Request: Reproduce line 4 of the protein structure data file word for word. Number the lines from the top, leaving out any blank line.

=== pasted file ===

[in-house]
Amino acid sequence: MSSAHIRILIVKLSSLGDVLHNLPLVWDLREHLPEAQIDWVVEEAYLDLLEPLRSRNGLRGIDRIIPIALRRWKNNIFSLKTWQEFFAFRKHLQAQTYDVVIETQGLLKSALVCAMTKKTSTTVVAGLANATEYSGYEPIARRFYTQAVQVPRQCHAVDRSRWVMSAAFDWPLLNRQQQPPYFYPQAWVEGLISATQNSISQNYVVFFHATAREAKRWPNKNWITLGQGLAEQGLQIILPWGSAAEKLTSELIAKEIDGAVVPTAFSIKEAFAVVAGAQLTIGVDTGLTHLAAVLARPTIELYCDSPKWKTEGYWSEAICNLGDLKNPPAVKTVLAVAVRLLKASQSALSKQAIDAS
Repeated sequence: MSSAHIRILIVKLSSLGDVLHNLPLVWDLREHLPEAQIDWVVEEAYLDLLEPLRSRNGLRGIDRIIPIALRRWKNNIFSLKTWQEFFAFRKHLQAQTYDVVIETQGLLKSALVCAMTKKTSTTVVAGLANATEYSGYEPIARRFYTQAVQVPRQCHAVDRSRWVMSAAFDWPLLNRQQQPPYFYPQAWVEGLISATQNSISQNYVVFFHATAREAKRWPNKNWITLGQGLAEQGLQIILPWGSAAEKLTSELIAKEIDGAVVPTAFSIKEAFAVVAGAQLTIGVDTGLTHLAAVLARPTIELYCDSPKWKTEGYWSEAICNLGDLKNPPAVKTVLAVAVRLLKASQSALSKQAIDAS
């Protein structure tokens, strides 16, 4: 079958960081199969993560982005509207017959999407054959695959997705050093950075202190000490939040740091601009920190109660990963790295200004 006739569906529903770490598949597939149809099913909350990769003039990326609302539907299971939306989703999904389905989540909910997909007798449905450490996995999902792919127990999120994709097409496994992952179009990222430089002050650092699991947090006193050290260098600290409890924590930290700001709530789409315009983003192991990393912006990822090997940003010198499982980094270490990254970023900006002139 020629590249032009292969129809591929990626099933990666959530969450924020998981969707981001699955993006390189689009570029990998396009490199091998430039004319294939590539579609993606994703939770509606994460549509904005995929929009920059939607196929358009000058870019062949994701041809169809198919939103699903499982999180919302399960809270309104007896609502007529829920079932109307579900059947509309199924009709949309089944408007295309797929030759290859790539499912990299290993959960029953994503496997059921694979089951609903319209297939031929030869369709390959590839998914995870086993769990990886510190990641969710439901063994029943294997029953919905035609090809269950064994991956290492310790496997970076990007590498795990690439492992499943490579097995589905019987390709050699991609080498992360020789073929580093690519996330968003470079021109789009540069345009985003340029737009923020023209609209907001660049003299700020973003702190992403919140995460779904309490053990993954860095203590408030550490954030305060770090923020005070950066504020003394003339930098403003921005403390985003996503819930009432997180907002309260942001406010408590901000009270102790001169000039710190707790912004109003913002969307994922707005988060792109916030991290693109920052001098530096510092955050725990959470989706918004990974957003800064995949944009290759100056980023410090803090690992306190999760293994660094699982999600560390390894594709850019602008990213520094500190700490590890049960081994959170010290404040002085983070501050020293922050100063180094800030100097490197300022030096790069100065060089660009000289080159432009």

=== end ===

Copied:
């Protein structure tokens, strides 16, 4: 079958960081199969993560982005509207017959999407054959695959997705050093950075202190000490939040740091601009920190109660990963790295200004 006739569906529903770490598949597939149809099913909350990769003039990326609302539907299971939306989703999904389905989540909910997909007798449905450490996995999902792919127990999120994709097409496994992952179009990222430089002050650092699991947090006193050290260098600290409890924590930290700001709530789409315009983003192991990393912006990822090997940003010198499982980094270490990254970023900006002139 020629590249032009292969129809591929990626099933990666959530969450924020998981969707981001699955993006390189689009570029990998396009490199091998430039004319294939590539579609993606994703939770509606994460549509904005995929929009920059939607196929358009000058870019062949994701041809169809198919939103699903499982999180919302399960809270309104007896609502007529829920079932109307579900059947509309199924009709949309089944408007295309797929030759290859790539499912990299290993959960029953994503496997059921694979089951609903319209297939031929030869369709390959590839998914995870086993769990990886510190990641969710439901063994029943294997029953919905035609090809269950064994991956290492310790496997970076990007590498795990690439492992499943490579097995589905019987390709050699991609080498992360020789073929580093690519996330968003470079021109789009540069345009985003340029737009923020023209609209907001660049003299700020973003702190992403919140995460779904309490053990993954860095203590408030550490954030305060770090923020005070950066504020003394003339930098403003921005403390985003996503819930009432997180907002309260942001406010408590901000009270102790001169000039710190707790912004109003913002969307994922707005988060792109916030991290693109920052001098530096510092955050725990959470989706918004990974957003800064995949944009290759100056980023410090803090690992306190999760293994660094699982999600560390390894594709850019602008990213520094500190700490590890049960081994959170010290404040002085983070501050020293922050100063180094800030100097490197300022030096790069100065060089660009000289080159432009």